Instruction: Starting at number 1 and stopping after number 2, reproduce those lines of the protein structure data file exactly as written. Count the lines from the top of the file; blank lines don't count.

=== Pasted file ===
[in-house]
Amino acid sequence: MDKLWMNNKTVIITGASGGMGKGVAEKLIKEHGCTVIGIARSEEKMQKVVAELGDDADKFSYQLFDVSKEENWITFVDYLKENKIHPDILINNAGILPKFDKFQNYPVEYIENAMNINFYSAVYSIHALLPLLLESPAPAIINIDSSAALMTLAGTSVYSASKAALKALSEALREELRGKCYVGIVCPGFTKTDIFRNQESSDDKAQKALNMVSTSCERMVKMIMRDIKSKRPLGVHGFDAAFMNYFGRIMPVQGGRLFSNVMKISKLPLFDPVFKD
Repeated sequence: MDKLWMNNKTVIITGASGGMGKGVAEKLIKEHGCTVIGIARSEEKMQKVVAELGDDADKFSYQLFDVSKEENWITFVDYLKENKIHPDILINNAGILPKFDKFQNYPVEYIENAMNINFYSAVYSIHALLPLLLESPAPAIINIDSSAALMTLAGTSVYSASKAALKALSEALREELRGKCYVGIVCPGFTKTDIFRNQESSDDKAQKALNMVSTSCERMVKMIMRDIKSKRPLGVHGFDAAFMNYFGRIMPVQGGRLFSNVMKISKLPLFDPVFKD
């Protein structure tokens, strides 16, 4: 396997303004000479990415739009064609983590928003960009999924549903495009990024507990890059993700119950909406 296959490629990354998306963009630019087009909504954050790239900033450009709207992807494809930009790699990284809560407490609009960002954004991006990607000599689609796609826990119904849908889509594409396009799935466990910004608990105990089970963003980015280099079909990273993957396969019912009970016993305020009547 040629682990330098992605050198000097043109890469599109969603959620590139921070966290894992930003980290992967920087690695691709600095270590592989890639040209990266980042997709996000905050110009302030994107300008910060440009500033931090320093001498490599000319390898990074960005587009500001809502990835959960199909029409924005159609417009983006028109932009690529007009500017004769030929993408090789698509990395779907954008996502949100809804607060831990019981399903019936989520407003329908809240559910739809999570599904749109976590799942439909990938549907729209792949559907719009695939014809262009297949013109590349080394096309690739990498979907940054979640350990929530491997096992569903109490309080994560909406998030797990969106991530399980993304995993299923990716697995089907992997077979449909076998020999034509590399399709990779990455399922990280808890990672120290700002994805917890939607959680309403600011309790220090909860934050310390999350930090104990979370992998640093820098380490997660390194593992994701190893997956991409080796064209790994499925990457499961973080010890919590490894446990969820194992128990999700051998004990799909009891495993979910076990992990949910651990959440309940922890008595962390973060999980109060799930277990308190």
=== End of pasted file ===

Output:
[in-house]
Amino acid sequence: MDKLWMNNKTVIITGASGGMGKGVAEKLIKEHGCTVIGIARSEEKMQKVVAELGDDADKFSYQLFDVSKEENWITFVDYLKENKIHPDILINNAGILPKFDKFQNYPVEYIENAMNINFYSAVYSIHALLPLLLESPAPAIINIDSSAALMTLAGTSVYSASKAALKALSEALREELRGKCYVGIVCPGFTKTDIFRNQESSDDKAQKALNMVSTSCERMVKMIMRDIKSKRPLGVHGFDAAFMNYFGRIMPVQGGRLFSNVMKISKLPLFDPVFKD